During the Crimean War (1854-56) it became evident that while the French soldiers were being attended by the French Sisters of Charity, the British troops had no equivalent assistance. And this is when Florence Nightingale, who had observed nursing from the Sisters of Charity in France and Egypt, re-established a proper professional service for them. Among the small initial group that served the Scutari hospital in Crimea led by her there were ten Catholic nuns and ten Anglican nuns, plus about ten lay-women.

When the British War Office was looking for skilled nurses, it found them mostly among the Irish Sisters of Mercy operating in London. They were the first to depart for the Crimea and, when on their way, they were met by Florence Nightingale, with a second group of nurses. Nightingale became their director, in spite of the fact that she was less experienced than the nuns.

One of them was Mary Clare Moore, who had joined the Sisters of Mercy at their foundation. When in 1832 the first cholera epidemic hit Dublin, Mary Clare Moore worked along with Catherine McAuley, the founders of the Sisters of Mercy, and received an intensive nursing training. She continued to assist the poor in the tenements and workhouses of Dublin and London, and she brought her professional experience to Crimea when she joined Florence Nightingale in 1854 and together went to Scutari.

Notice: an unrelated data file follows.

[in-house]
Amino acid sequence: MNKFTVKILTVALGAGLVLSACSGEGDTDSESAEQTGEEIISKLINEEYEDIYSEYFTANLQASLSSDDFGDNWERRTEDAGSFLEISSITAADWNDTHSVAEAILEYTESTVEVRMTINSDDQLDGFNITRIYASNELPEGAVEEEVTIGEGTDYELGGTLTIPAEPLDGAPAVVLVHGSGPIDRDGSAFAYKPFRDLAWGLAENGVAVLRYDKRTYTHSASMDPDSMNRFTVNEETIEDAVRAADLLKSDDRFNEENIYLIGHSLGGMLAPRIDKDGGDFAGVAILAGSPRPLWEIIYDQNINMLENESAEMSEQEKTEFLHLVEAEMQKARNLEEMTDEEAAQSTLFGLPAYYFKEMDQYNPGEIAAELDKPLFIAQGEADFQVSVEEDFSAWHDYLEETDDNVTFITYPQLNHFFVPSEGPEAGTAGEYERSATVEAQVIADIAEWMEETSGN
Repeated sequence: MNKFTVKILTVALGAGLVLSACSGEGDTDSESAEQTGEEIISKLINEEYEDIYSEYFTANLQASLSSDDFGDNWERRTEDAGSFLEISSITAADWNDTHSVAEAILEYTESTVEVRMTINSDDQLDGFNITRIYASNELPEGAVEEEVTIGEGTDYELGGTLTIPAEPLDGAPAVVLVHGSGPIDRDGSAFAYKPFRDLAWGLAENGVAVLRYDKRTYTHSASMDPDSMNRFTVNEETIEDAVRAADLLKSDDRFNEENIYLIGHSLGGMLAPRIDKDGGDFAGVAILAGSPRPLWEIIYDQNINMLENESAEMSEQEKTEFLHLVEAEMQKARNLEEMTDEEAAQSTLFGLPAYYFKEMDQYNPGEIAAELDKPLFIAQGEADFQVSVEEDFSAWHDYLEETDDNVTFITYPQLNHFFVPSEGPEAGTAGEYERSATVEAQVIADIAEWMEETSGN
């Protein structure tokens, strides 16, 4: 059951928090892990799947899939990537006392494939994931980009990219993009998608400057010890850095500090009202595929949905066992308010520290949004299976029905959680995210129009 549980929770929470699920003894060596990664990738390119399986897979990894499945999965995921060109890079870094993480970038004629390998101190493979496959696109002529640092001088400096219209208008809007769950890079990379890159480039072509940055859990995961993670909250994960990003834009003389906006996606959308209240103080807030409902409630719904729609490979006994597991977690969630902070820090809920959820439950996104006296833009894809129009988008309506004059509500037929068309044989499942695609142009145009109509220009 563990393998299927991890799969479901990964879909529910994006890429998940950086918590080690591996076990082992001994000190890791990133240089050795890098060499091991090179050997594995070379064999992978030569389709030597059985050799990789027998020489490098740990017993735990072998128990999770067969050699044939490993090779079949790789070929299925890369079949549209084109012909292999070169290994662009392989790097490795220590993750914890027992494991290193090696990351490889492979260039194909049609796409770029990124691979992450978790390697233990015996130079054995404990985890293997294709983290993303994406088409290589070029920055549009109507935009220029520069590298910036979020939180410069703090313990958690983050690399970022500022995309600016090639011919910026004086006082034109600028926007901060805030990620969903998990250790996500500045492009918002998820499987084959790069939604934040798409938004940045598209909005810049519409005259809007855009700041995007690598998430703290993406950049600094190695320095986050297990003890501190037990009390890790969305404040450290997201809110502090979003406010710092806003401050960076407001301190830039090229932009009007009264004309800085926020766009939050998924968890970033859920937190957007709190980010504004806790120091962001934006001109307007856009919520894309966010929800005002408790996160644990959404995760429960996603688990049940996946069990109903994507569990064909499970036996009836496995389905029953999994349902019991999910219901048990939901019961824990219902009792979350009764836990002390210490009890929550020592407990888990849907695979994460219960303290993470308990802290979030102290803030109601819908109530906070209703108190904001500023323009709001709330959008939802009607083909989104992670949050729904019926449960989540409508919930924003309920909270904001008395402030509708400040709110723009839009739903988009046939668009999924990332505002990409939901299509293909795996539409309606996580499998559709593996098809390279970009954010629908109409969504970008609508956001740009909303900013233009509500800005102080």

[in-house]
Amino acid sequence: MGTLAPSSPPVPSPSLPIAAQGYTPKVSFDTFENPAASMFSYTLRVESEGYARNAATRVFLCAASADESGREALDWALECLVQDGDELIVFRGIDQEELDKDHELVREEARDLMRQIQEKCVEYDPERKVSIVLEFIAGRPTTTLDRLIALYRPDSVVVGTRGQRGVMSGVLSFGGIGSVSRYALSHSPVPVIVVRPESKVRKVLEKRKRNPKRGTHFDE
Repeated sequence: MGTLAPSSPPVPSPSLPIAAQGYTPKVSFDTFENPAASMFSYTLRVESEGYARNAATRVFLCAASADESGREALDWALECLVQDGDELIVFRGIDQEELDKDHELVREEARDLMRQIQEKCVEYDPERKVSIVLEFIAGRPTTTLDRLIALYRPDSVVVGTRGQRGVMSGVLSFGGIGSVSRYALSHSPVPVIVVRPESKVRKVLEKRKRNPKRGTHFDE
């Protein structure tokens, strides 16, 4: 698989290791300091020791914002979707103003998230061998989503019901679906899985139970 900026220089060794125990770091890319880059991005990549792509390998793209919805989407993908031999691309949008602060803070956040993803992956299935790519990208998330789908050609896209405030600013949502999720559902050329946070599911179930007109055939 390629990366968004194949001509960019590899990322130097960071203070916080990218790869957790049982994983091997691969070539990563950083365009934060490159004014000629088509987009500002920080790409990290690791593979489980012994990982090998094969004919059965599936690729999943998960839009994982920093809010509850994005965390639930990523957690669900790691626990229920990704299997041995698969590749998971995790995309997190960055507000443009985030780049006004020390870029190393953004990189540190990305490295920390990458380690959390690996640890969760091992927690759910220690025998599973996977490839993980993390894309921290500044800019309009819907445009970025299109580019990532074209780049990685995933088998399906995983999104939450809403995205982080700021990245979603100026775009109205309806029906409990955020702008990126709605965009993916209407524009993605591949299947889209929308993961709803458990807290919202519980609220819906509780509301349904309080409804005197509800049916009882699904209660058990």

The two worked in concert and when Mary Clare had to return to England due to illness, Florence wrote to her: “You were far above me in fitness for the General Superintendency, both in worldly talent of administration, and far more in the spiritual qualifications which God values in a superior.”

The Irish nun was a great source of inspiration for Florence Nightingale and they remained intimate friends for the rest of their lives. There were other Sisters of Mercy operating in Crimea with the British troops.

When Mother Vincent Whitty, the superior at Baggot Street, responded to the call for nurses by the British War Office, she wrote: “We know it must be difficult, if not impossible, to procure for our country- men engaged as soldiers in the East, the skilful nurses speaking their own language and sympathising with their habits and feelings, and that care and attention in a strange land which would be so well supplied at home.

“Attendance on the sick, as you are aware, is part of the work of our Institute, and sad experience amongst the poor has convinced us that even with the advantages of medical aid, many valuable lives are lost for want of careful nursing.”

The tradition of “careful nursing” the Sisters of Mercy belong to, goes back to the beginning of Christianity. The first Christian woman recorded as dedicating herself to the care of the sick was Phoebe, mentioned by Saint Paul to his letter to the Romans.